Australia rejects proposal to base a US nuclear aircraft carrier group near Perth


Kathy Marks
Thursday 02 August 2012 19:37

Australia, which tries to tread a fine line between supporting its closest ally, the US, and not upsetting China, its biggest trading partner, yesterday rejected a proposal to base a US nuclear aircraft carrier group near Perth, saying it did not want American bases in the country.

The idea was raised in a Pentagon-commissioned report by the influential Washington-based Centre for Strategic and International Studies, which suggested relocating a carrier and its support fleet from the US east coast to HMAS Stirling, an Australian naval base south of Perth, as part of a new strategic focus on Asia.

But the Defence Minister, Stephen Smith, ruled it out, saying that while negotiations were under way to increase US navy access to the base, Australia would not be hosting a US aircraft carrier group, which typically including submarines, destroyers and fighter jets. “We have made it crystal clear from the first moment – we don’t have United States military bases in Australia, and we’re not proposing to,” he said.

Defence analysts said that was probably aimed at placating China, which reacted coolly to an announcement last year that the US would be rotating up to 2,500 Marines through Darwin. “I think they’ll [the Australian government] be very careful not to risk further displeasure from China by doing anything that suggests they’re supporting a US military build-up in Asia,” Hugh White, head of the Australian National University’s Strategic and Defence Studies Centre, told Associated Press.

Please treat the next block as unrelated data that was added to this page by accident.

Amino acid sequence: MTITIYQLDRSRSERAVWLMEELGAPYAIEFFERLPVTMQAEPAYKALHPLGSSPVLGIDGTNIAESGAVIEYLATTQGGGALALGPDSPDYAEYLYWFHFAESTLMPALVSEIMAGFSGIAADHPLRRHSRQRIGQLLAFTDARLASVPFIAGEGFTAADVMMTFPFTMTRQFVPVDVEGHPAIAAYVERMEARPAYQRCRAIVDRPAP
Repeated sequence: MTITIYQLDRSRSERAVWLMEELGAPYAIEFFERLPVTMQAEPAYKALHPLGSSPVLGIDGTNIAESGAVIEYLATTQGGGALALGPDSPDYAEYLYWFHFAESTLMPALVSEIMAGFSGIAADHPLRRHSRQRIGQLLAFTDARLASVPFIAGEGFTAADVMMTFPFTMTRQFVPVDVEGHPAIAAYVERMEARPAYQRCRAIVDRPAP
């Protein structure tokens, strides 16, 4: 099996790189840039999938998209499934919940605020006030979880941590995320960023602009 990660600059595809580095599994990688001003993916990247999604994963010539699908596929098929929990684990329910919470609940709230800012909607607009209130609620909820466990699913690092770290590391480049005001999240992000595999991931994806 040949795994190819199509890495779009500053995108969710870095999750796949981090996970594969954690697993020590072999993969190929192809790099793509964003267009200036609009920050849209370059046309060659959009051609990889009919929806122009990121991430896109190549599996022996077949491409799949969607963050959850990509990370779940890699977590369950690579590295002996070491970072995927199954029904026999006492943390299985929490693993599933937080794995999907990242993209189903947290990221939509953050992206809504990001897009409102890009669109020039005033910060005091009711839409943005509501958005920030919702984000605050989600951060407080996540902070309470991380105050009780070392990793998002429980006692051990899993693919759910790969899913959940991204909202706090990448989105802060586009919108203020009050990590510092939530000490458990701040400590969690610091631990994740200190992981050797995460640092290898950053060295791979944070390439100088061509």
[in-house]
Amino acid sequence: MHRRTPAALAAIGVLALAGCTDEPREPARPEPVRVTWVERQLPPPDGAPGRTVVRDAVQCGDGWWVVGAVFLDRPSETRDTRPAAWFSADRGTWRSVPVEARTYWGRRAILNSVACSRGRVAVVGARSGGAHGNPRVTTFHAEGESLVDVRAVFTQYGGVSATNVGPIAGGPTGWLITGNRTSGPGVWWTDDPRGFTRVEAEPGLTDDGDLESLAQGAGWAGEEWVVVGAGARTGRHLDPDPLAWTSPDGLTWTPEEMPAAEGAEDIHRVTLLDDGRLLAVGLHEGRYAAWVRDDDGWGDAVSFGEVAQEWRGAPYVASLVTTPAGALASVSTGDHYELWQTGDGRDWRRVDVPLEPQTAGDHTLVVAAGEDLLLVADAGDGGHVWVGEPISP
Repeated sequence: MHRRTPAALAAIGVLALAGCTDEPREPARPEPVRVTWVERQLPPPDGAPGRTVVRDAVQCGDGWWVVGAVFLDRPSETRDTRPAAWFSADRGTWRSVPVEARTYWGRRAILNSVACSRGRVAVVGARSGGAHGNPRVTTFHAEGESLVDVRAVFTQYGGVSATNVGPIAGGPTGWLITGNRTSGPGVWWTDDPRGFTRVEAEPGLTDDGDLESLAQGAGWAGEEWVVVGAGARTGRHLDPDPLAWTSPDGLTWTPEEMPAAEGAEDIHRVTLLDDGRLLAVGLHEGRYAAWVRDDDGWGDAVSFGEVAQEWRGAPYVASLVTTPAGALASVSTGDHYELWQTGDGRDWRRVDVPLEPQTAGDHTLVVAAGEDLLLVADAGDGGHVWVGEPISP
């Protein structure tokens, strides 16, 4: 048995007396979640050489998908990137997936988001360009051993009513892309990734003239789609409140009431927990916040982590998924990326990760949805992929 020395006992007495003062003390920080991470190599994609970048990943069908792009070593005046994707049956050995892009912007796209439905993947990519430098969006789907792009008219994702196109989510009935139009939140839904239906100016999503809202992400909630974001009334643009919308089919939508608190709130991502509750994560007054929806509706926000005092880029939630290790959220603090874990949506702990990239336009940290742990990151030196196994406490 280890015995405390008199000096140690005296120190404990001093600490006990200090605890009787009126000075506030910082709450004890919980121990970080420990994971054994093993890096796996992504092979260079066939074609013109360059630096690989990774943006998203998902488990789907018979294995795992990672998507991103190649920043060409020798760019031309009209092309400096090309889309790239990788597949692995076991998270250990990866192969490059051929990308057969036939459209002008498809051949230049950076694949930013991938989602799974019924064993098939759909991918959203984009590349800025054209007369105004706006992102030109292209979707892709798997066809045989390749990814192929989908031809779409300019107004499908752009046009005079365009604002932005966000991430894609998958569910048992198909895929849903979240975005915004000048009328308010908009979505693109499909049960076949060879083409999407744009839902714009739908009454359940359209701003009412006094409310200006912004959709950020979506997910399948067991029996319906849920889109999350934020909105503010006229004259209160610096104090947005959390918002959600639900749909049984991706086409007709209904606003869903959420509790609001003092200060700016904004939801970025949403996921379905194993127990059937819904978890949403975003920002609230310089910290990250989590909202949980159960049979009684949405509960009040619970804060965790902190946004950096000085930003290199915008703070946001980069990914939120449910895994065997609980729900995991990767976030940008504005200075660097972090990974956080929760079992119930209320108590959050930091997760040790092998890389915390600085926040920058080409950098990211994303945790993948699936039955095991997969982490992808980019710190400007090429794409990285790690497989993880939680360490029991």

The US, which has announced plans to shift the bulk of its naval fleet to the Pacific by 2020, has been forging closer military ties with countries in the region, in an effort to counter China’s growing military strength. It already has a carrier strike group based in the Japanese port of Yokosuka.

According to the report, it would cost more than $1bn (£644.7m) to upgrade HMAS Stirling into a home port for a nuclear carrier that would become the flagship of a strike group.

Mr Smith emphasised that the proposal came from a think-tank. “The report is an independent report to the United States government. It’s not a United States government document,” he said. “What we have talked about in terms of either increased aerial access or naval access is precisely that – greater access to our facilities.”

The rotation of Marines through Darwin was announced during President Obama’s visit to Australia last year, as part of an agreement on increased military cooperation. China condemned that agreement as a return to the Cold War divisions that risked the peace and security of the region.

“There’s a concern that the more the US builds up its military posture in the Western Pacific as part of … [the] pivot to Asia, the higher the risk that the US-China relationship will become more competitive, more adversarial, more hostile,” Professor White said. “And that pushes Australia close to the point of having to make a choice between the US and China, and that’s something we badly want to avoid.”

Mr Smith played down a separate proposal in the report to expand the US Marines’ presence in Darwin to a full air ground taskforce involving thousands of troops. “There is no suggestion being made to us that Australia should receive such a large number of Marines transferred from Okinawa or from Guam,” he said.

The US announced in April that it would pull 9,000 troops out of Japan as it seeks to resolve a long-running stand-off over the future of its huge military presence in the country.

Australia still hosts a top-secret joint US-Australian communications base at Pine Gap, in the central desert.

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